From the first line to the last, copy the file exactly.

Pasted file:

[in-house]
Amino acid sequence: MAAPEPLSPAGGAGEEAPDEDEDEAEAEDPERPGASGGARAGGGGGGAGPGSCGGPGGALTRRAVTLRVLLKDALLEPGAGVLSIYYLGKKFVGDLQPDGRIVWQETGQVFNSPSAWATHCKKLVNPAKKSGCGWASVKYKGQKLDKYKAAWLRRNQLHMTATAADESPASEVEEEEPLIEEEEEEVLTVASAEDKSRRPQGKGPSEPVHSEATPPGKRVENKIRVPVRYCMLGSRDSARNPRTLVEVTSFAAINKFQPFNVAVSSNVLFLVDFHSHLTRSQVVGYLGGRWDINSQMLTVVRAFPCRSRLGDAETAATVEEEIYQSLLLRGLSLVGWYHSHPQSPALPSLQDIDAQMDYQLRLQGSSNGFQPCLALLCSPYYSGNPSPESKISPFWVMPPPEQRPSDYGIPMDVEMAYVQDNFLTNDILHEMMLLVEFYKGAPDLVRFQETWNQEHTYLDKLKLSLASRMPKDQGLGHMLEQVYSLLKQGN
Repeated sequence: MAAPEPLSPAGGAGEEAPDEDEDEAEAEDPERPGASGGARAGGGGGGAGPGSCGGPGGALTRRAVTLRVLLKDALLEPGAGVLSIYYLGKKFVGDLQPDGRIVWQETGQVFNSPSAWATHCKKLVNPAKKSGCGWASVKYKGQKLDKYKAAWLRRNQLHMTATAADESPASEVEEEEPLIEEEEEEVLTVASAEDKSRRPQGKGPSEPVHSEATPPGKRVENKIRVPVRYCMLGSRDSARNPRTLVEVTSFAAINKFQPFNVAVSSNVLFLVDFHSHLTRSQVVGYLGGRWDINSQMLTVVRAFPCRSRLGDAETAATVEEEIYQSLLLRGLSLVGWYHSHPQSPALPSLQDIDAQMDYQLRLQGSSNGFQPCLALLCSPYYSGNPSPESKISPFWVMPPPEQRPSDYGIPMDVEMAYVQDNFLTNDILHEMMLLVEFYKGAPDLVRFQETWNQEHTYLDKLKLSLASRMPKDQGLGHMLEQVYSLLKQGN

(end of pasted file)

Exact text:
[in-house]
Amino acid sequence: MAAPEPLSPAGGAGEEAPDEDEDEAEAEDPERPGASGGARAGGGGGGAGPGSCGGPGGALTRRAVTLRVLLKDALLEPGAGVLSIYYLGKKFVGDLQPDGRIVWQETGQVFNSPSAWATHCKKLVNPAKKSGCGWASVKYKGQKLDKYKAAWLRRNQLHMTATAADESPASEVEEEEPLIEEEEEEVLTVASAEDKSRRPQGKGPSEPVHSEATPPGKRVENKIRVPVRYCMLGSRDSARNPRTLVEVTSFAAINKFQPFNVAVSSNVLFLVDFHSHLTRSQVVGYLGGRWDINSQMLTVVRAFPCRSRLGDAETAATVEEEIYQSLLLRGLSLVGWYHSHPQSPALPSLQDIDAQMDYQLRLQGSSNGFQPCLALLCSPYYSGNPSPESKISPFWVMPPPEQRPSDYGIPMDVEMAYVQDNFLTNDILHEMMLLVEFYKGAPDLVRFQETWNQEHTYLDKLKLSLASRMPKDQGLGHMLEQVYSLLKQGN
Repeated sequence: MAAPEPLSPAGGAGEEAPDEDEDEAEAEDPERPGASGGARAGGGGGGAGPGSCGGPGGALTRRAVTLRVLLKDALLEPGAGVLSIYYLGKKFVGDLQPDGRIVWQETGQVFNSPSAWATHCKKLVNPAKKSGCGWASVKYKGQKLDKYKAAWLRRNQLHMTATAADESPASEVEEEEPLIEEEEEEVLTVASAEDKSRRPQGKGPSEPVHSEATPPGKRVENKIRVPVRYCMLGSRDSARNPRTLVEVTSFAAINKFQPFNVAVSSNVLFLVDFHSHLTRSQVVGYLGGRWDINSQMLTVVRAFPCRSRLGDAETAATVEEEIYQSLLLRGLSLVGWYHSHPQSPALPSLQDIDAQMDYQLRLQGSSNGFQPCLALLCSPYYSGNPSPESKISPFWVMPPPEQRPSDYGIPMDVEMAYVQDNFLTNDILHEMMLLVEFYKGAPDLVRFQETWNQEHTYLDKLKLSLASRMPKDQGLGHMLEQVYSLLKQGN